Today, with the rise of new technologies, i.e. the development of Internet and Internet of Things (IoT), customers have the choice of several alternatives to any service or product. It is therefore more than necessary for companies to improve these control processes in order to offer an impeccable product/service quality to satisfy their customers.
Why are quality controls essential for customer satisfaction?
The era of economic growth and the improvement of living standards experienced by the majority of developed countries between 1945 and 1975 gave rise to mass production and consumption. A period in which customer opinions on the quality of products and services had no real impact on company's brands.
It was not until the 1990s that consumers began to have an influence on the success of products and services. Besides, competition in the market intensified tremendously at that time, so that selling at the lowest market price was no longer enough to retain customers.
How important are quality controls?
One of the objectives of quality management systems is to improve the management of a company's processes, an improvement that results in the systematic monitoring and reporting of non-conformities to ensure optimal production performance. Indeed, the time required to record non-conformities has a direct impact on production rates, which will subsequently affect the quality level of all productions.
Quality control activities are traditionally carried out on paper with written notes and then a second operator usually performs a computer transcription. Thereafter, an agent from the quality department will transcribe this non-quality onto a dashboard, generally an Excel file, for possible analysis in order to determine the curative, corrective and preventive actions afterwards.
As this procedure is time-consuming, more and more modern companies are turning to digitalization to overcome it. A global study carried out in 2011 by Capgemini Consulting and the “MIT Center for Digital Business”, through a three-year study reveals that companies at the forefront of “digital” at that time were significantly more profitable than their competitors. Indeed, these companies benefiting from digital transformation were 26% better than the average in their industries.
Digital to adapt to the Covid-19 crisis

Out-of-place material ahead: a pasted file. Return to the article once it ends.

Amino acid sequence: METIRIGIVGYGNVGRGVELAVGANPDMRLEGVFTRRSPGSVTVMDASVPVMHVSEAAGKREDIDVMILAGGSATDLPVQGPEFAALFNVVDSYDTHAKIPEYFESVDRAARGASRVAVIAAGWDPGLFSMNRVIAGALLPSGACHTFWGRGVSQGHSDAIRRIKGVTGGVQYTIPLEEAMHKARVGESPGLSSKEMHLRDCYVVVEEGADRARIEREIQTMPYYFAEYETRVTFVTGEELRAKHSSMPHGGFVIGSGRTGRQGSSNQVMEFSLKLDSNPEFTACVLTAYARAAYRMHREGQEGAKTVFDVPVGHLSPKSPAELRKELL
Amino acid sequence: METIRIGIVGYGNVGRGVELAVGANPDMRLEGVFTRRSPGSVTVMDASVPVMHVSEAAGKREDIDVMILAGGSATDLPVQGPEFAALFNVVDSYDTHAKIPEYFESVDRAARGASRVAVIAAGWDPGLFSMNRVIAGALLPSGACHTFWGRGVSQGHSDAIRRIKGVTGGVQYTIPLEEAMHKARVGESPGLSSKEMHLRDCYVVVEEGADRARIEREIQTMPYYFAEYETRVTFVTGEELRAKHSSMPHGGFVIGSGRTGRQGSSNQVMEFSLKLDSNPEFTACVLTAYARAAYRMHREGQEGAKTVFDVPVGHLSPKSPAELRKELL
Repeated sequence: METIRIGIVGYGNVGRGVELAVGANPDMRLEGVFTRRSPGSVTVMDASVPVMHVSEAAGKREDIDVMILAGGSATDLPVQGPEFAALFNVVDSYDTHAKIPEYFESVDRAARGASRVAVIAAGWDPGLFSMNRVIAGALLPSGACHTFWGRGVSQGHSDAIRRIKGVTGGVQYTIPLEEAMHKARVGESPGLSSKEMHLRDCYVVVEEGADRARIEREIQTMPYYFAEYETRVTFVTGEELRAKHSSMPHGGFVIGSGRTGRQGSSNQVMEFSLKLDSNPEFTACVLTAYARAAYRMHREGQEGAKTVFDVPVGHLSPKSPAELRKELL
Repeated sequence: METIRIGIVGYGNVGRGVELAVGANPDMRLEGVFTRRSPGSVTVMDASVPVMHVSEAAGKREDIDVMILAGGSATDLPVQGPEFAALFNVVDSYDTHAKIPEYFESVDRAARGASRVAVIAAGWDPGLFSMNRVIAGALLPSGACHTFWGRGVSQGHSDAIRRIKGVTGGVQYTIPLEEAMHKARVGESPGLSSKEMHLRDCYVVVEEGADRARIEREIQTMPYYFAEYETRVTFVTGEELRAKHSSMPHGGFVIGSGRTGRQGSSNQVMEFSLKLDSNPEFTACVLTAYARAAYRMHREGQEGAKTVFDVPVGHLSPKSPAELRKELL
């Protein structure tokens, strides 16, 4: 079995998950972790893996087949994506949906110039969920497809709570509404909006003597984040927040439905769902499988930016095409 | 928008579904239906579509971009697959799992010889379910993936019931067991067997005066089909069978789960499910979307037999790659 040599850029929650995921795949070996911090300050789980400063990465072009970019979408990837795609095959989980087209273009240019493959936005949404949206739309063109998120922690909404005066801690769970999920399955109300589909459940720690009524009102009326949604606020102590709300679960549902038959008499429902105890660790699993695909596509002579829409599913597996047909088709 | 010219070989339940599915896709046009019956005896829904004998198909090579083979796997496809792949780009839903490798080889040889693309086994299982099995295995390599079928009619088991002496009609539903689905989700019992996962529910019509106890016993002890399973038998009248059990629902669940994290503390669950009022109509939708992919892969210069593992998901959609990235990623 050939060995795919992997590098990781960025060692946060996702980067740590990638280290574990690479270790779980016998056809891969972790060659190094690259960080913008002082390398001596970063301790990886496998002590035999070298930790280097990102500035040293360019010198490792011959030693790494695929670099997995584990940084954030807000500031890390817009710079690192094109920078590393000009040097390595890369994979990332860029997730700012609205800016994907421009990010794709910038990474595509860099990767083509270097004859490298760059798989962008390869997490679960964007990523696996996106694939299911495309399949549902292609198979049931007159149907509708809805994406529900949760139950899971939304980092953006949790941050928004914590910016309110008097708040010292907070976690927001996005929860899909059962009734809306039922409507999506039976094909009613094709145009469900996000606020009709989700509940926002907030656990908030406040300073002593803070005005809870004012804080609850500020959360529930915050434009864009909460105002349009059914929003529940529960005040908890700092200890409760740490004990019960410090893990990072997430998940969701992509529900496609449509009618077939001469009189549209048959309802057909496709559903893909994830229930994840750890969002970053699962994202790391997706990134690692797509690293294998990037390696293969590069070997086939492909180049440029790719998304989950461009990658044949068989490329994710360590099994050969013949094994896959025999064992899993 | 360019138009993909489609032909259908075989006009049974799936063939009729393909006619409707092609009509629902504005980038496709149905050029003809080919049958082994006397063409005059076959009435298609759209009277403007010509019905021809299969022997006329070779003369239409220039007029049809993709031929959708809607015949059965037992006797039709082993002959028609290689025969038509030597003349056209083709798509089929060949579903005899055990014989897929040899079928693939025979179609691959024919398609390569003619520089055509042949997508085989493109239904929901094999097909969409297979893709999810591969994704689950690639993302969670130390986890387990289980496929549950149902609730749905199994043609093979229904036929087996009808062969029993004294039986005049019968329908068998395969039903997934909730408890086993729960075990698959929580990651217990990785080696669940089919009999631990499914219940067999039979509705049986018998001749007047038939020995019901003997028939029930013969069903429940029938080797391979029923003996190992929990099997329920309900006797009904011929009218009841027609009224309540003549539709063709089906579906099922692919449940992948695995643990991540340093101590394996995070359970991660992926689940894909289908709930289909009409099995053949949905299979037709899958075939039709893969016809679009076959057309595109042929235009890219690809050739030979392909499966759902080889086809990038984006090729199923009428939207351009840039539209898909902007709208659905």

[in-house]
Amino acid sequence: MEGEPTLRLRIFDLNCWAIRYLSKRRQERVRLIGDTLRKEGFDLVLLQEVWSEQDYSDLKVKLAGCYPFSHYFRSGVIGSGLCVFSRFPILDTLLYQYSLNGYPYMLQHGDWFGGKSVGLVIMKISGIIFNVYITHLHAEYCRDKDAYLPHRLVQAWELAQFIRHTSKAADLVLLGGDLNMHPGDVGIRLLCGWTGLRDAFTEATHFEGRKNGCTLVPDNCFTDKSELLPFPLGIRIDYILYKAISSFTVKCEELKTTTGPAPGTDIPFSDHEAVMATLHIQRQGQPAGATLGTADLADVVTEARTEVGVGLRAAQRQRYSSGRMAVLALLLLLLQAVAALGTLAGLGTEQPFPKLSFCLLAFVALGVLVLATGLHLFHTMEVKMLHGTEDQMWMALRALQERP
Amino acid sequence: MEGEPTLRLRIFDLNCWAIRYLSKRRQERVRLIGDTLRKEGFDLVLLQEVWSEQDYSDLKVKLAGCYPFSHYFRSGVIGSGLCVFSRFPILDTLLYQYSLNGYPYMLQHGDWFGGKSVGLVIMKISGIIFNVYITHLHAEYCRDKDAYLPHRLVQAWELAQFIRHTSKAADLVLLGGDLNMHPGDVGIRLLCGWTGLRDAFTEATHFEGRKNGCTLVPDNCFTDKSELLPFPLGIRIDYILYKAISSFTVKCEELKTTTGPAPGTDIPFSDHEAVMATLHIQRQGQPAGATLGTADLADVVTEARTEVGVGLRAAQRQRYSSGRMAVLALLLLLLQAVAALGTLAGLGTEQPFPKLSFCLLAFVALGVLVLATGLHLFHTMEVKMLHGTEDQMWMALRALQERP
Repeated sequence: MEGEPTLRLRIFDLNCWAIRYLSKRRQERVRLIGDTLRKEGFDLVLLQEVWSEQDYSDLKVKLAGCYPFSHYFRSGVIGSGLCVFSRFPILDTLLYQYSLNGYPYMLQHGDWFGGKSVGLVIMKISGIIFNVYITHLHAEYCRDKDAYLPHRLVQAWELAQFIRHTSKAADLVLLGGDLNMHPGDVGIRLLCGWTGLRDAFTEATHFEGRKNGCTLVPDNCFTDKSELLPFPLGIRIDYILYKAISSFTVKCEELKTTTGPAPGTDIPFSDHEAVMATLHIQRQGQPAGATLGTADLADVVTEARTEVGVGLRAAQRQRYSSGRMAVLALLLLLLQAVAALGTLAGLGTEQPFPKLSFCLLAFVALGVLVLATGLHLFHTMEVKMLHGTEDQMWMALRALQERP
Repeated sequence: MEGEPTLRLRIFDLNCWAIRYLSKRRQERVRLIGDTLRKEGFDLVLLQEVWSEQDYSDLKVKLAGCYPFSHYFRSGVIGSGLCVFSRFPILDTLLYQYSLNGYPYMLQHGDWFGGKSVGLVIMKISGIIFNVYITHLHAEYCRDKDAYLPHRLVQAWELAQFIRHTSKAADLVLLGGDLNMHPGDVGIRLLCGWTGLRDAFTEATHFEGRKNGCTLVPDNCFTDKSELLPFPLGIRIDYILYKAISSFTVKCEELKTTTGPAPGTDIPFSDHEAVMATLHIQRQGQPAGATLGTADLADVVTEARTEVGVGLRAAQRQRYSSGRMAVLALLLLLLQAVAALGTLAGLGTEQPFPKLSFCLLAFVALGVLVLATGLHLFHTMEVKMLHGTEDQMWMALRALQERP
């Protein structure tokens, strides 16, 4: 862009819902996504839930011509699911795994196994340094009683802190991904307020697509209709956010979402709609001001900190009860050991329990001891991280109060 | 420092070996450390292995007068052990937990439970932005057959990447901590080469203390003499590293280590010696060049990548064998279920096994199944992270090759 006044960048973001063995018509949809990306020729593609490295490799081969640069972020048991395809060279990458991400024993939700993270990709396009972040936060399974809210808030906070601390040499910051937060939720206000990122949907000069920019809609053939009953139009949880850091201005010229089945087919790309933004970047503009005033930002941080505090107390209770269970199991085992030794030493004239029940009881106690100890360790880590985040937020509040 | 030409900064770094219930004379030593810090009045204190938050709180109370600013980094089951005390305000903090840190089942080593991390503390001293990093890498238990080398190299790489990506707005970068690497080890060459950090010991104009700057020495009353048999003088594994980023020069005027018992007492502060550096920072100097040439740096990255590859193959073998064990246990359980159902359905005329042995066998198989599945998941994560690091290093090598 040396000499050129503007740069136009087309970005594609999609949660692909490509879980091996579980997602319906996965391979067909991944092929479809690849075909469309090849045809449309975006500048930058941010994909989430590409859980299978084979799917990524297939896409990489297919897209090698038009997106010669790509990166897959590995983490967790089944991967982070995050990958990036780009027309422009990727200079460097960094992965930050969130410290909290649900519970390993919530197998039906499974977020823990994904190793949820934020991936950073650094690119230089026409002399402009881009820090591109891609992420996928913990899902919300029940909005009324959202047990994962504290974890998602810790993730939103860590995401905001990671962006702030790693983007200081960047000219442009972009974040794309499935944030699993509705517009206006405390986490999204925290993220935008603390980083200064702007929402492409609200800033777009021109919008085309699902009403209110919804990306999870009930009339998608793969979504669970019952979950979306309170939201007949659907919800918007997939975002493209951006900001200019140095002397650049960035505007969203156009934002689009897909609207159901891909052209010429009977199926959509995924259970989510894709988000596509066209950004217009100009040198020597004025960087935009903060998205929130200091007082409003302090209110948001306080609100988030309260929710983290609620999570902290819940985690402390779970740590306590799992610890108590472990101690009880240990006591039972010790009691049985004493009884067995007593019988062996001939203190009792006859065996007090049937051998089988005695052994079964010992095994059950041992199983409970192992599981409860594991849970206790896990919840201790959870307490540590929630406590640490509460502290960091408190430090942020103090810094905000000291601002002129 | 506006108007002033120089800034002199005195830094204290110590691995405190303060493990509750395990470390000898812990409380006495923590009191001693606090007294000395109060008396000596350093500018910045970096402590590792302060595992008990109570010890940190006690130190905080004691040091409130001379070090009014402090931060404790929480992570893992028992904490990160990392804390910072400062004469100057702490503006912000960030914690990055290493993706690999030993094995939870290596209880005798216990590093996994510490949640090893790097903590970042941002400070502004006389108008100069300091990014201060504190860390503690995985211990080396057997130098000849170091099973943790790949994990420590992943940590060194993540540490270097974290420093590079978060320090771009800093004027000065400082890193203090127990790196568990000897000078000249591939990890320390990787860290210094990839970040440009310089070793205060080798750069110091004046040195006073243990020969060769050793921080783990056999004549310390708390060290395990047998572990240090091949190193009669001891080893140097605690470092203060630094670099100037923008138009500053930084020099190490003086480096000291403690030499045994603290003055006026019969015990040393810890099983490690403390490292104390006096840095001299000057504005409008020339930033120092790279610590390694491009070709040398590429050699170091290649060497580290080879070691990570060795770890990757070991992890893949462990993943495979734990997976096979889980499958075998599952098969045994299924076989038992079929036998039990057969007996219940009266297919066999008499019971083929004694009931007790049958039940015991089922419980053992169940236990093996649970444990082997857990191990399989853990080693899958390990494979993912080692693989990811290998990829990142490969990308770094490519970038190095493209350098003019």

The health crisis caused by the Coronavirus has disrupted the operational parameters of most companies. Lockdown measures combined with social distancing have led to a complete reconfiguration of countless business models. A large majority of companies have shifted their activities online or remotely in a very short period of time in order to survive.
Many employees have worked from home and department heads have embraced remote management.
This situation has pushed SMEs to go digital. According to the first results of surveys by the OECD on SMEs in 2020, up to 75% have stepped up their use of digital technologies (ICT) due to the COVID-19 pandemic.
Digital solutions can simplify and improve the entire quality control process and the handling of non-quality. Apps on smartphones and tablets replace paper and avoid transcribing data to other media. Taking notes, pictures or even audio recording during control activities are now possible. Non-conformities can be reported immediately, which speeds up resolution times. Digitization is a device that brings together all these elements within a single tool such as an EDM (Electronic Document Management).
From quality control to customer satisfaction:
This improvement of the quality control process through digitization is translated on the operational system by:
- time saving for the declaration of discrepancies;
- immediate transmission;
- faster problem solving.
At a time when customers are better informed, more volatile and have access to increasingly abundant and diversified offers on-demand, minimized operational time is a value that positively affects their satisfaction.
According to Antoine Moreau, Managing Director of Ipsos Loyalty, the world leader in customer experience, satisfaction and loyalty research: “waiting time is systematically poorly rated by customers”. This negative connotation of customers over deadlines is an indicator that will determine the competitive strength of companies and the satisfaction of today's customers.
We live in an age of information technology, customers can choose from countless alternatives to any service or product simply by scrolling through any search engine on the internet. In addition, with the rise of social networks, users have at their disposal platforms that allow them to express themselves on everything and easily reach a large number of audiences.
Today’s consumers are better informed and competition in the market is increasingly fierce, but companies can turn to digitization specialists to support them in their process and improve customer satisfaction and competitiveness.